• Strange Thoughts (delusions) / Paranoia.
  • Inability to cope with daily problems.
  • Academic problems, not going to class.

What to Do:

  • Respect their personal space.
  • Let them know that you have noticed a change, and you are concerned.
  • Remain judgement-free; just listen to what is going on.
  • Listen carefully and be supportive.

 

Even if your student does not want to talk with anyone, many of the behaviors listed above can be signs of crisis or distress. Reach out to the Office of Student Life for a consultation.

Our mission is the same all across campus – we want our students to be successful! In every department from academics to dining to housekeeping to alumni, we want to give students the best chance at being successful as a student here and each and every one of us has chances to impact that. We all know the best way to do that is as a Ferrum Family. Thank you for all you do to support and advocate for our students every day.

You may be the first to notice a student who is experiencing difficulty or the first person a student turns to on campus. What we need you to do:

  • Notice signs of distress
  • Have direct conversation with student to gather information, express concern, and offer resources
  • Communicate these to the ARC, counseling, or the Office of Student Life

 

Often, there are indicators that a student is experiencing distress long before a situation escalates to a crisis. A crisis is a situation in which an individual’s usual style of coping is no longer effective, and the emotional or physiological response begins to escalate. As emotions intensify, coping becomes less effective, until the person may become disoriented, non-functional, or attempt harm.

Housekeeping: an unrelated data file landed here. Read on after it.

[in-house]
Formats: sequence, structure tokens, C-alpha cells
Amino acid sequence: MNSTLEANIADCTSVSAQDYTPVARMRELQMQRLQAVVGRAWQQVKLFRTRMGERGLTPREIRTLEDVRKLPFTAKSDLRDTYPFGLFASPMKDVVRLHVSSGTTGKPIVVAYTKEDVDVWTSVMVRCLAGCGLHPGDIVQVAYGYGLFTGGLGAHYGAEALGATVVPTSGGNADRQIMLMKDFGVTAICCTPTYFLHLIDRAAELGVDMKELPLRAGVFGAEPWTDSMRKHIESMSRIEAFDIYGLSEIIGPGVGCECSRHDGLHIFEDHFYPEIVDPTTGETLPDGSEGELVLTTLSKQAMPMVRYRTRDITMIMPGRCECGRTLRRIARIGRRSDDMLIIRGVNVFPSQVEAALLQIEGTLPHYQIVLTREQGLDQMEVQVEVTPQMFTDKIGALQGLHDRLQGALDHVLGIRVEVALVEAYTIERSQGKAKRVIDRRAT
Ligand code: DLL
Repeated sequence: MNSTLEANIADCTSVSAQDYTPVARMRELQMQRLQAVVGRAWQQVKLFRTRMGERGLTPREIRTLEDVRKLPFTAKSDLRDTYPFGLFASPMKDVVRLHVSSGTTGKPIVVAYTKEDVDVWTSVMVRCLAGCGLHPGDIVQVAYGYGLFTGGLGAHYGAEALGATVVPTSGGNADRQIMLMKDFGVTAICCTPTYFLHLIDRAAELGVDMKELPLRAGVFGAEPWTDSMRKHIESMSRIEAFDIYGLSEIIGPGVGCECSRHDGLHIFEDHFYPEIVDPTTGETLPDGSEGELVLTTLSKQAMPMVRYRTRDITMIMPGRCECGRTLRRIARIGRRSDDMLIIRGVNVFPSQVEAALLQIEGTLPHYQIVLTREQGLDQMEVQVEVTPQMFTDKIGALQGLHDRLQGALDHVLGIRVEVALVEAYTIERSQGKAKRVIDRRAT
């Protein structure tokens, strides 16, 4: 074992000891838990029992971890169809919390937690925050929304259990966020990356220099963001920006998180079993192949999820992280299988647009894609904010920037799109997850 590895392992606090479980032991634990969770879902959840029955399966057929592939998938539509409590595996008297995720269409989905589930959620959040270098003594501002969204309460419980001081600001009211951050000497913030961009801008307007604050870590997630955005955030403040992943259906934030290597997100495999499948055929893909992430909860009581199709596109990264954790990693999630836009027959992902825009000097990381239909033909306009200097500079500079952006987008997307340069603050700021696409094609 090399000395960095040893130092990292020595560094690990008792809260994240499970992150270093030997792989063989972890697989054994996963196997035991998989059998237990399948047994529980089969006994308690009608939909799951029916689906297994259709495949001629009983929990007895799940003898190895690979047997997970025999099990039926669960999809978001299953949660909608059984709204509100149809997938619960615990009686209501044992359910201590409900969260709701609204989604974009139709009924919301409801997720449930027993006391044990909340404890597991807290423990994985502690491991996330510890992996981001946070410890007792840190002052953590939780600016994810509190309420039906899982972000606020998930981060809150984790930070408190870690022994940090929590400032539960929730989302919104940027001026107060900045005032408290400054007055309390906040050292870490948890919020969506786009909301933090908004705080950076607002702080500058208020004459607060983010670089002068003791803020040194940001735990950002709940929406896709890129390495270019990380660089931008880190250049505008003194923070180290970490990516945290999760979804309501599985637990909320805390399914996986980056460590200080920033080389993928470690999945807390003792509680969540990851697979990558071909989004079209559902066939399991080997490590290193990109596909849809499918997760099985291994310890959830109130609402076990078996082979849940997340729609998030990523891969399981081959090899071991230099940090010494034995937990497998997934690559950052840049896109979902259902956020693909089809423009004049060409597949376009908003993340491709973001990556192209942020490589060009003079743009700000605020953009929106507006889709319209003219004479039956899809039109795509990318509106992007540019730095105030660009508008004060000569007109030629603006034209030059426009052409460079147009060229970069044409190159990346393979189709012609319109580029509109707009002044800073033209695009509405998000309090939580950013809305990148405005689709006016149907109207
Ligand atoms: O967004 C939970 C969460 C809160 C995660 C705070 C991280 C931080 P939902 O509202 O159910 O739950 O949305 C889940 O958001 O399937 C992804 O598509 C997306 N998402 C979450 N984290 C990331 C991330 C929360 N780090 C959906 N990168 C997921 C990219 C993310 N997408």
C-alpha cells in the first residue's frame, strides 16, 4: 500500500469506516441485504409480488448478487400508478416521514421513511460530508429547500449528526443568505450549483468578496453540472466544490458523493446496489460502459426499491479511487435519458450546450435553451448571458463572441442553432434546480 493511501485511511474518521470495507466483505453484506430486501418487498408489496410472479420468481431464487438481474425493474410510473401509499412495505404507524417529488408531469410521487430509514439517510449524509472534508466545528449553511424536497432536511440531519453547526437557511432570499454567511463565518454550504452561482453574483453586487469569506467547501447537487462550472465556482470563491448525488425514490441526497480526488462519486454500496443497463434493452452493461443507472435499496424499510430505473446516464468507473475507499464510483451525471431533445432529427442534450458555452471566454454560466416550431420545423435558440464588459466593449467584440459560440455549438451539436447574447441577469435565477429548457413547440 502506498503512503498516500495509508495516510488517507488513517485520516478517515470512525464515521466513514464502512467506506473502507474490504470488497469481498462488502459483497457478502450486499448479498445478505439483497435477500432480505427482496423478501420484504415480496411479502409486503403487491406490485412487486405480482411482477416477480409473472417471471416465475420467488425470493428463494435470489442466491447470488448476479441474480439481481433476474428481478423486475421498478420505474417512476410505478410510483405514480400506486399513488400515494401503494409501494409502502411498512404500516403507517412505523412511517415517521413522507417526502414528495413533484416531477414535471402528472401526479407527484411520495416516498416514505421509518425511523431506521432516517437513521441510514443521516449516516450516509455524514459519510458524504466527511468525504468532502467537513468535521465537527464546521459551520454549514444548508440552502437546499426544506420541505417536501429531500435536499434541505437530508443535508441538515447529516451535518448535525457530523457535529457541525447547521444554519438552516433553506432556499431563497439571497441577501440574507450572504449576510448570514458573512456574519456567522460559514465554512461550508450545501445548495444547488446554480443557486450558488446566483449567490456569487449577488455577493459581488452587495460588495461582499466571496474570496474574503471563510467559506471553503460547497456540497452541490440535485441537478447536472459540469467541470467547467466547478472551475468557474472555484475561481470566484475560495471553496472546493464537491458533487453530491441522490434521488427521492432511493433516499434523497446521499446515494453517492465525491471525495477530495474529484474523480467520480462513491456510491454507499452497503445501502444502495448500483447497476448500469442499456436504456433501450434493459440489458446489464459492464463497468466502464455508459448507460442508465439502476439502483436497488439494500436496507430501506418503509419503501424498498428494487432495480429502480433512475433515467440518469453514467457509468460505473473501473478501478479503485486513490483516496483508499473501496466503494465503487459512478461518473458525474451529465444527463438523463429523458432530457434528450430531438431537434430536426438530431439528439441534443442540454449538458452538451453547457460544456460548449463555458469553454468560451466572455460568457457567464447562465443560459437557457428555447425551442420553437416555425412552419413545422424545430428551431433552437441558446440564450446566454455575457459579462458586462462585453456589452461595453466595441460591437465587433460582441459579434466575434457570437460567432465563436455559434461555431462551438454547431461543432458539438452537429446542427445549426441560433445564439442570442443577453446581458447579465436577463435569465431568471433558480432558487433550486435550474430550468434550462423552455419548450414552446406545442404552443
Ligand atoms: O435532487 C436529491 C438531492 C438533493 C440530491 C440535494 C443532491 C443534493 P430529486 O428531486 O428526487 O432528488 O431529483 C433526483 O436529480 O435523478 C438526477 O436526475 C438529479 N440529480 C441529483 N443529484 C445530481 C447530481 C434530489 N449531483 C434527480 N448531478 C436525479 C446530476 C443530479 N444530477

All of us experience life’s “ups and down,” but significant distress experienced over a period of time may suggest a more serious problem. There are different levels of distress and these can be represented through a continuum. How you go about helping a student will depend on several factors: their level of distress, the nature of your relationship, the type of setting you are in and your comfort level.

Examples of Academic Indicators:

  • Repeated absences from class, section, or lab
  • Missed assignments, exams, or appointments
  • Deterioration in quality or quantity of work
  • Extreme disorganization or erratic performance
  • Written or artistic expression of unusual violence, morbidity, social isolation, despair, or confusion; essays or papers that focus on suicide or death
  • Continual seeking of special provisions (extensions on papers, make-up exams)